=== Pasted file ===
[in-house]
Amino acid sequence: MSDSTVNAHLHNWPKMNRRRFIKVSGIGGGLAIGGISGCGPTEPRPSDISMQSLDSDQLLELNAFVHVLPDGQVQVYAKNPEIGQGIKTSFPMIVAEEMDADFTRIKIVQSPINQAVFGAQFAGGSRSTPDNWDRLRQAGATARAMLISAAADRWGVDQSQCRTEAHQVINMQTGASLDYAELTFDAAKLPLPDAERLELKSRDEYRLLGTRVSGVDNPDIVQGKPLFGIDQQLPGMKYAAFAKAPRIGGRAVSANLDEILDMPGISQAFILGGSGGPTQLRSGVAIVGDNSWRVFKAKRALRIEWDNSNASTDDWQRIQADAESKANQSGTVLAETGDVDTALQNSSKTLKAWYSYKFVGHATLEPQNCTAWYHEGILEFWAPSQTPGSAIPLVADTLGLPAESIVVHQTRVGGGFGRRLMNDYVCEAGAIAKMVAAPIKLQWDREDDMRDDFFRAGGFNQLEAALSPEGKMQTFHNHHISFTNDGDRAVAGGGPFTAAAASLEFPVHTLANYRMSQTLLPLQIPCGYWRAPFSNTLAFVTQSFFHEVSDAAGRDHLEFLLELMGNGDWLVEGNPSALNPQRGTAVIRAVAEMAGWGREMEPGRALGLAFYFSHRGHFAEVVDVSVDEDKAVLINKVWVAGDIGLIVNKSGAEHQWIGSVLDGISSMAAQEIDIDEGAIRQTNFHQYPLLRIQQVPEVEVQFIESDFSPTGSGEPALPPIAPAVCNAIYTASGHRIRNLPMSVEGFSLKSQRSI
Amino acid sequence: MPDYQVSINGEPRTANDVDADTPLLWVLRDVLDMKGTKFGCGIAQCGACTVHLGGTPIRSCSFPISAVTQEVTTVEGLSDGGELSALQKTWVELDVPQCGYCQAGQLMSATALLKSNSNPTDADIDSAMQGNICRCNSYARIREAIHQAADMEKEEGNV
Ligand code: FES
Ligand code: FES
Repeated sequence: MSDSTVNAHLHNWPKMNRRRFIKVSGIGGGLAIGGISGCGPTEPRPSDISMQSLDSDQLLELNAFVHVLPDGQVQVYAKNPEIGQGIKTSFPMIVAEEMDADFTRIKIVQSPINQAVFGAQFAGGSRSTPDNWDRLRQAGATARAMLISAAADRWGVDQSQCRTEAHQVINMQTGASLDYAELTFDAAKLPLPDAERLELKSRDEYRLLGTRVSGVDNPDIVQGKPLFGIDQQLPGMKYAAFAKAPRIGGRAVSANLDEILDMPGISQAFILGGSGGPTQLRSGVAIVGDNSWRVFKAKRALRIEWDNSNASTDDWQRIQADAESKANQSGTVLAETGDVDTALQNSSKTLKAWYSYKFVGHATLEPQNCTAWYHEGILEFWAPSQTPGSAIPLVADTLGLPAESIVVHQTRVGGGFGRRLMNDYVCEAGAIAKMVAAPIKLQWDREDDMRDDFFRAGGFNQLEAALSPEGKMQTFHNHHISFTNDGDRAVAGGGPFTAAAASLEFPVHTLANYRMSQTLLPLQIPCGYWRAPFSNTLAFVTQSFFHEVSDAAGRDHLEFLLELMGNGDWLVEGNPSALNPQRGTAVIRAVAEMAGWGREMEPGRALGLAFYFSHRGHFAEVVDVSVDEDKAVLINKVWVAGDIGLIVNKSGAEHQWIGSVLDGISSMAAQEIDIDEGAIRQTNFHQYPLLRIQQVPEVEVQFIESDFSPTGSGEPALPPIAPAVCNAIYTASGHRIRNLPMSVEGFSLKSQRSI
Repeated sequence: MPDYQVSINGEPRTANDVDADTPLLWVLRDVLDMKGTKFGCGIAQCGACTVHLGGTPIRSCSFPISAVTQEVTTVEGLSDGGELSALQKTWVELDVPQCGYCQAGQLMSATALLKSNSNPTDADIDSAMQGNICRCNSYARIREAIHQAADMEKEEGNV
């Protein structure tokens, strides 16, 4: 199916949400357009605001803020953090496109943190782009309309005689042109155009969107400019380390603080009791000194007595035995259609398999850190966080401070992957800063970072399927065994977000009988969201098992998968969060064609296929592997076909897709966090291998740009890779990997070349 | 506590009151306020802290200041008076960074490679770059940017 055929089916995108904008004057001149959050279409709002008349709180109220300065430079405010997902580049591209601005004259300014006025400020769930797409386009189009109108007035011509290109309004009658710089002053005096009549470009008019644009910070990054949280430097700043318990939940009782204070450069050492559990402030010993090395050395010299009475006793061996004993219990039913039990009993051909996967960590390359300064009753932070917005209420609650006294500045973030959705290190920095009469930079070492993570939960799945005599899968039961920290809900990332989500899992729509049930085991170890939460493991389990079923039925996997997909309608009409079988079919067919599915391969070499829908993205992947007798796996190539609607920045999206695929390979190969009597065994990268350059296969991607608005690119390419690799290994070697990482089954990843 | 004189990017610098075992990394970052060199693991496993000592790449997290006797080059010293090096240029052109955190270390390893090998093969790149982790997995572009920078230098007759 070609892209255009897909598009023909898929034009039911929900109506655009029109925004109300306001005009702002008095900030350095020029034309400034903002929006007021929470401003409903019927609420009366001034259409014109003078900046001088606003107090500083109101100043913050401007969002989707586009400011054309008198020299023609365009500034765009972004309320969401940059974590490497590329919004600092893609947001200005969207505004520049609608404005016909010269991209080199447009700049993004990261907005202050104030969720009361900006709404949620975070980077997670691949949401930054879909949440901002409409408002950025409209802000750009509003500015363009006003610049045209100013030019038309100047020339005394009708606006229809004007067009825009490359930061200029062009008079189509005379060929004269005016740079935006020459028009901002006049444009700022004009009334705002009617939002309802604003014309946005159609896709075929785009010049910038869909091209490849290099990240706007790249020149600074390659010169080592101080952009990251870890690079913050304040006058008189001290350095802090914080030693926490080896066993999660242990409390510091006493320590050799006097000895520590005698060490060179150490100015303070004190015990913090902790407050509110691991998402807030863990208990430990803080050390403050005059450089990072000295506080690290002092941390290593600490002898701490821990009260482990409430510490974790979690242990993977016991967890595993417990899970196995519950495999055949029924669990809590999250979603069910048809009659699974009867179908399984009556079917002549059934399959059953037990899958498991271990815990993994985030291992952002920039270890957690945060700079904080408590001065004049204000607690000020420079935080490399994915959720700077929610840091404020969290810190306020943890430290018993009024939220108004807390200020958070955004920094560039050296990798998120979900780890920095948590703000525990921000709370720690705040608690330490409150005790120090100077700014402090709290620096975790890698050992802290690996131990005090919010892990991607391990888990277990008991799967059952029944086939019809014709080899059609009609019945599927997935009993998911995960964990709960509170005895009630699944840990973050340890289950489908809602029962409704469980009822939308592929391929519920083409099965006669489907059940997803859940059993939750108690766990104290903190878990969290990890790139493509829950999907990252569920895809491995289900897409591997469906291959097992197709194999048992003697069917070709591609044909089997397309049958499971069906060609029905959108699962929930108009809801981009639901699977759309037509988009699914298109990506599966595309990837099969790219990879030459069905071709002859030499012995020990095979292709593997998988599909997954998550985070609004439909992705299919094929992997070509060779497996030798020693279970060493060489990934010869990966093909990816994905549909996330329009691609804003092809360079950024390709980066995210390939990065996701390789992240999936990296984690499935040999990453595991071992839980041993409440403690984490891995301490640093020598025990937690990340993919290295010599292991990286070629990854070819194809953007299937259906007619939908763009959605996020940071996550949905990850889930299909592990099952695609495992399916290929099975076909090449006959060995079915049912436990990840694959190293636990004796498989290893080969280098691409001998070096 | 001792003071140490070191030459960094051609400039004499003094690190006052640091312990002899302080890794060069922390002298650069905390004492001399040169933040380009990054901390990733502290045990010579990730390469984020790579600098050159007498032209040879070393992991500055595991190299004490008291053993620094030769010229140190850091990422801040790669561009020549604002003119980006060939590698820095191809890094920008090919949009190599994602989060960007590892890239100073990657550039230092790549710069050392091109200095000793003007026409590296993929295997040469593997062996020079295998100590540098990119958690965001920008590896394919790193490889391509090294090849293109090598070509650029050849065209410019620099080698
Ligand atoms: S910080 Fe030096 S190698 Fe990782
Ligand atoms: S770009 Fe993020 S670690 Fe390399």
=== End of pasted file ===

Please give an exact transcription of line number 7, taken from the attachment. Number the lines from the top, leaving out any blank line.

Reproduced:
Repeated sequence: MPDYQVSINGEPRTANDVDADTPLLWVLRDVLDMKGTKFGCGIAQCGACTVHLGGTPIRSCSFPISAVTQEVTTVEGLSDGGELSALQKTWVELDVPQCGYCQAGQLMSATALLKSNSNPTDADIDSAMQGNICRCNSYARIREAIHQAADMEKEEGNV